watt

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watt

 (W) [wot]
the SI unit of power, being the work done at the rate of 1 joule per second. In electric power, it is equivalent to a current of 1 ampere under a pressure of 1 volt.

watt (W),

(waht),
The SI unit of electrical power; the power available when the current is 1 ampere and the electromotive force is 1 volt; equal to 1 joule (107 ergs) per second or 1 voltampere.
[James Watt, Scot. engineer, 1736-1819]

watt

(W) (waht)
The SI unit of electrical power; the power available when the current is 1 ampere and the electromotive force is 1 volt; equal to 1 joule (107 ergs) per second or 1 voltampere.
[James Watt, Scot. engineer, 1736-1819]

watt

(W) (waht)
The SI unit of electrical power.
References in periodicals archive ?
Bluetooth Low Energy SoCs are being designed to operate with microwatt active power and microwatt-level average power in low duty cycle applications.
Such a cell with cross-sectional area of 0.25 square millimeters can provide 15.7 microwatts (solar mass is equal to 1.71, 8.3 percent efficiency).
"If we did, the limits would be at 1, or 0.5, or 0.1 (microwatts per square centimeter)."
Grossman, Thermal transfer measurements at microwatt power levels, in Digest Conf.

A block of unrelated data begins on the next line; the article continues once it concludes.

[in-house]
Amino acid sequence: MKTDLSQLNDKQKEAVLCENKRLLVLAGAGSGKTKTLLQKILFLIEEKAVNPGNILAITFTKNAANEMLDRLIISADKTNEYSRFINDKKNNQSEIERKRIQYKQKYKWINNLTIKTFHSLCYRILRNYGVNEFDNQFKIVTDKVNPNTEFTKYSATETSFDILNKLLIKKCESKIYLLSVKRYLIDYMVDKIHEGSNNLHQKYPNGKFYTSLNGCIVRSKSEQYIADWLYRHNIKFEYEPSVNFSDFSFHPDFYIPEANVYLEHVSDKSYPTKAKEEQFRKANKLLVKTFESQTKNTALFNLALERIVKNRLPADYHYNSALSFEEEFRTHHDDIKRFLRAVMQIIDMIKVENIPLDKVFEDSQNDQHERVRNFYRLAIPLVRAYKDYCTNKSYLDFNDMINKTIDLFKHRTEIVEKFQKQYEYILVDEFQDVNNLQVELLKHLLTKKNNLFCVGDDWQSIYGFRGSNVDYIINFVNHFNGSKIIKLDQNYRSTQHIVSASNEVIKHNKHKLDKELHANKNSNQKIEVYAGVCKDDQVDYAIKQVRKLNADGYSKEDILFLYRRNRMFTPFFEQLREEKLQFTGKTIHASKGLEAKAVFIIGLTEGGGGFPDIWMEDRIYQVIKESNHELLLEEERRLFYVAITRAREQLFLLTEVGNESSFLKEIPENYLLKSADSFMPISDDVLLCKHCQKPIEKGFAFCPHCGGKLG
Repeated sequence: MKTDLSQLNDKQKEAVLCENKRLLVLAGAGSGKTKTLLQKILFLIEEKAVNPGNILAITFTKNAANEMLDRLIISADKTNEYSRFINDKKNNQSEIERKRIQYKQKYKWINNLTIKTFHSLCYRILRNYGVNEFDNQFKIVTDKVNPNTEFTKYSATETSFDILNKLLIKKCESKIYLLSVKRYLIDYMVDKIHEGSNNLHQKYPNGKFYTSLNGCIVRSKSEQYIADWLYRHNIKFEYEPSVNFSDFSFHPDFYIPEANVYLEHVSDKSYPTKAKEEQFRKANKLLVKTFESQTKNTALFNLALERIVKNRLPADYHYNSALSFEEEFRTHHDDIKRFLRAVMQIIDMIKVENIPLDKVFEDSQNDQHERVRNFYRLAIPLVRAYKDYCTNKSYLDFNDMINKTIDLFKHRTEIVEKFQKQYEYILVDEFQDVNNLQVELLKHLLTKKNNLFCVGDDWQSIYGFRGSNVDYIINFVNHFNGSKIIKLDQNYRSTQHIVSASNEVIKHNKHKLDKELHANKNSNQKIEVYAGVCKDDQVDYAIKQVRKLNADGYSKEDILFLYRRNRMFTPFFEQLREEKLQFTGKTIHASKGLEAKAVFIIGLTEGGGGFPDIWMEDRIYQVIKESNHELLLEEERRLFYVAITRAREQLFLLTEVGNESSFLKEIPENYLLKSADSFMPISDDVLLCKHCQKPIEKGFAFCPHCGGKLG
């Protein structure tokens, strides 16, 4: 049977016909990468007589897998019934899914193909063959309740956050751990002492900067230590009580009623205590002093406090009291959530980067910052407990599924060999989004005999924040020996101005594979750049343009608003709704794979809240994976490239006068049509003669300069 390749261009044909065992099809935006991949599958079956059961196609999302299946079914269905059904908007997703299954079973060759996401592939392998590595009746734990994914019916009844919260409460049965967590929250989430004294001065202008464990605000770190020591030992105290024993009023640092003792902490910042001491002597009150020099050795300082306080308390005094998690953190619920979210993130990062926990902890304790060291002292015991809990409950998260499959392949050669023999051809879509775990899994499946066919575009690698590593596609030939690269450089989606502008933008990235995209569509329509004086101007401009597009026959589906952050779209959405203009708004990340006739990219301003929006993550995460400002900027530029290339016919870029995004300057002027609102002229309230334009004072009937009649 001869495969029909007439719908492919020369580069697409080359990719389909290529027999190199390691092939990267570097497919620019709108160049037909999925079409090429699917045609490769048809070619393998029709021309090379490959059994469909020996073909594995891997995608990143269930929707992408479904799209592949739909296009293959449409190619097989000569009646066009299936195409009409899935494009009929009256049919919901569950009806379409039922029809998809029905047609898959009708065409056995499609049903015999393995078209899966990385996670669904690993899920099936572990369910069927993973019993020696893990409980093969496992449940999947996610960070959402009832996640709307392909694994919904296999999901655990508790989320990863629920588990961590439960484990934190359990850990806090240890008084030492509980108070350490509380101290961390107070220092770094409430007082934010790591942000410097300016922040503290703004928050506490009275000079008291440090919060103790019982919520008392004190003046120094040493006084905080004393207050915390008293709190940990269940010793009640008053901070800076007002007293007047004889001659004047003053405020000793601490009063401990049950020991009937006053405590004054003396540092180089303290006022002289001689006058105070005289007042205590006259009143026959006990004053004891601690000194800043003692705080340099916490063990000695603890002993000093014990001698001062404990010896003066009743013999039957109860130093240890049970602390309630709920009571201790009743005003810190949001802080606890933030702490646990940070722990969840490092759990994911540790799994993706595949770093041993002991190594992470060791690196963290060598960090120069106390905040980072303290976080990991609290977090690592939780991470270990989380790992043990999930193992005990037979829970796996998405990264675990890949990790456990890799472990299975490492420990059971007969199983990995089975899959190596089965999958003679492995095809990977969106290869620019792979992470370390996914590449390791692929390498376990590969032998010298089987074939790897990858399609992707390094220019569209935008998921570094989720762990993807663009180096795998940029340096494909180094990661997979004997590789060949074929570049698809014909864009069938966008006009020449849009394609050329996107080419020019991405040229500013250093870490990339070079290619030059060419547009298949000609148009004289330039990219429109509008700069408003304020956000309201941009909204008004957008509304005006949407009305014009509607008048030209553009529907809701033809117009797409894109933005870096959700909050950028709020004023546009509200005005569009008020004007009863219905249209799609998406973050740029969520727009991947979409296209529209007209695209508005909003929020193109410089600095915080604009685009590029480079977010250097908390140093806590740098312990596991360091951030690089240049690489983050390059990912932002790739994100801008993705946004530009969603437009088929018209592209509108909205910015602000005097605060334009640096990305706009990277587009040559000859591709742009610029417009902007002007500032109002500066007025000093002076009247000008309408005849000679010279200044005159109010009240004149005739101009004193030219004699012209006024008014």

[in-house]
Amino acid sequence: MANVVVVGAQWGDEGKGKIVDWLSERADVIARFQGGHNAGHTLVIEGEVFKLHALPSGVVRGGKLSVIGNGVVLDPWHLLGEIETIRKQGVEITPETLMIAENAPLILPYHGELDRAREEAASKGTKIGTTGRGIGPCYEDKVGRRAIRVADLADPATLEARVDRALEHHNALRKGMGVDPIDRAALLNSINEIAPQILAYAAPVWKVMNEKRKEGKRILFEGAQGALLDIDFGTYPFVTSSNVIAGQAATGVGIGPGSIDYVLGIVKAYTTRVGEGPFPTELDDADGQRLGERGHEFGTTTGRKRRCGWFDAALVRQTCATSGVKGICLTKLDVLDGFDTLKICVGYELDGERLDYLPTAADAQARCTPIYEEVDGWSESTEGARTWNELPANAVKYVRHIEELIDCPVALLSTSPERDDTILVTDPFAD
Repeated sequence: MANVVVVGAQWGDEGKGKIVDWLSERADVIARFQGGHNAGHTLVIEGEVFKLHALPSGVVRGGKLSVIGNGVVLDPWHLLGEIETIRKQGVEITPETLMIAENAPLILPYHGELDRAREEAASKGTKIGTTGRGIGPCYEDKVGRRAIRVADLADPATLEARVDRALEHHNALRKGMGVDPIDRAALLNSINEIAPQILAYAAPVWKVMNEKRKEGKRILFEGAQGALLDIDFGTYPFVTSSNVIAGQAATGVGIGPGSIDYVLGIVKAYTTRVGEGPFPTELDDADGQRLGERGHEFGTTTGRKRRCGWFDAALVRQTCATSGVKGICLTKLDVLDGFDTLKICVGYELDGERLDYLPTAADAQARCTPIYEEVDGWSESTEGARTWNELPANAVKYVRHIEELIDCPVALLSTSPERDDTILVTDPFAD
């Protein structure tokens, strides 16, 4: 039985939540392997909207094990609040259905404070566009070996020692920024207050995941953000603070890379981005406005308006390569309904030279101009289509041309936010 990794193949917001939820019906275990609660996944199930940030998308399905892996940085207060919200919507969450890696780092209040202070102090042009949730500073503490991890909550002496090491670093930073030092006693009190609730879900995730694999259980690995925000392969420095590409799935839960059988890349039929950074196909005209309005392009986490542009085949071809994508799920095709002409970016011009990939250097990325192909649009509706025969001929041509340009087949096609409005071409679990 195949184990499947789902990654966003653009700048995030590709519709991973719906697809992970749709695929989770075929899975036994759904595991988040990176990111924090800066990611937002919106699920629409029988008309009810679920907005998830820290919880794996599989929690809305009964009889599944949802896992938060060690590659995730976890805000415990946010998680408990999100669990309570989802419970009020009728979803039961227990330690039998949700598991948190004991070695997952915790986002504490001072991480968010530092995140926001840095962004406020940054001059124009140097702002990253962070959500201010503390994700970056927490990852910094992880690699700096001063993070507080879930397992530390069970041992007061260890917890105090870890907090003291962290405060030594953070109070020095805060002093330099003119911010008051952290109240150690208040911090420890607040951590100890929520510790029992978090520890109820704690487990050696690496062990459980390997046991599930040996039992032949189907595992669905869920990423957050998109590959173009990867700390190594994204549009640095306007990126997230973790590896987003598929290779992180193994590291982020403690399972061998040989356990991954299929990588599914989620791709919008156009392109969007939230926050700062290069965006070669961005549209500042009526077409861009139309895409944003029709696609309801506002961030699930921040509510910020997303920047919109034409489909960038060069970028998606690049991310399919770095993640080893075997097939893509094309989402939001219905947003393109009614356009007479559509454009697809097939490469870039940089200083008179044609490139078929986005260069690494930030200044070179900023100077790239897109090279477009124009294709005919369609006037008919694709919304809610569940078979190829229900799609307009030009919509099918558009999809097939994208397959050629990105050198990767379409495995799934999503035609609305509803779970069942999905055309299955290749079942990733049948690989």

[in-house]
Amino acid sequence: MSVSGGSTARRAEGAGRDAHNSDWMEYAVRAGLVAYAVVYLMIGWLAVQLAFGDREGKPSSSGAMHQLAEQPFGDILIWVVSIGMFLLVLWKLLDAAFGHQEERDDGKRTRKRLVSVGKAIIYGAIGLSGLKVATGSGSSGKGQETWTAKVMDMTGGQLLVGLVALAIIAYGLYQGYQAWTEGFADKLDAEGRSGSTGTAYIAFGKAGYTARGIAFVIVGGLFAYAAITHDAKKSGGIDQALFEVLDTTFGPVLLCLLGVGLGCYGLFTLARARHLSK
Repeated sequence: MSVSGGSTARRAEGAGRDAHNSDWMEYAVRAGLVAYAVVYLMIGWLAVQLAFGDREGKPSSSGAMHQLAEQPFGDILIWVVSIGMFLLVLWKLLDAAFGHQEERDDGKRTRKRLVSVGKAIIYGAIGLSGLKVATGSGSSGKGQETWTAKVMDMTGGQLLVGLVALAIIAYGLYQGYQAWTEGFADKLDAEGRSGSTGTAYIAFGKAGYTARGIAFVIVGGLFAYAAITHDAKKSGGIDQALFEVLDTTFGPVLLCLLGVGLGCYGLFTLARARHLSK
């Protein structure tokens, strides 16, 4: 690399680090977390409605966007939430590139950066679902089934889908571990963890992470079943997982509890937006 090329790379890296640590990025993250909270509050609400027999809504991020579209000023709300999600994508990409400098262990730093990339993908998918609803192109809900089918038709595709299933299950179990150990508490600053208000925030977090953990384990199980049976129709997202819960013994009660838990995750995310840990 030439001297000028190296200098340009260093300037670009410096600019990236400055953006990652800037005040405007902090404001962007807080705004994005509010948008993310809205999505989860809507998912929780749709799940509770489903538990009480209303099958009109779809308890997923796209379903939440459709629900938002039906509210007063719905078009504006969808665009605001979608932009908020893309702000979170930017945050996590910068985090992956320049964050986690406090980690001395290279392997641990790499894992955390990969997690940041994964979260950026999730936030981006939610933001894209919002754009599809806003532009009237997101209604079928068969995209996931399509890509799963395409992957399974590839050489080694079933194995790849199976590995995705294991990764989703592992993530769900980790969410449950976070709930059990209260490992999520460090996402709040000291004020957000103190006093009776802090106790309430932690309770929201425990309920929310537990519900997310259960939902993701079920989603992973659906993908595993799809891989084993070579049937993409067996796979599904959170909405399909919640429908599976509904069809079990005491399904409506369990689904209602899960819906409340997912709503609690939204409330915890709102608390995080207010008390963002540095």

Lutron's Intelligent Fluorescent Lighting Management System, microWATT features microprocessor-based design and internal programmed logic.
It measures both average power and the time structure of the power in modulation form over a range from 1 microwatt to 90 milliwatts (647 nm).
One cockroach produces one-tenth of a microwatt at 0.2 volt.
The spectrometer is available with interchangeable filters, which together with the variable shutter speed, allows easy and accurate measurements from any type of source, from fractions of a microwatt to watts in intensity.
In charge-coupled devices, commonly used in videocameras, even 1 microwatt of energy distorted the video signal.
Four years ago, they broke through the microwatt barrier and into the milliwatt regime.
Standby power requirements for ICs such as real-time clocks (RTCs), static random access memories (SRAMs) and microcontrollers (MCUs) are now below a microWatt as newer, lower-power products are introduced.
The sleep mode involves not only powering down the microcontroller to microwatt levels (a standard feature of the microcontroller), but also turning off a significant portion of the internal circuitry (including drive to the sampler).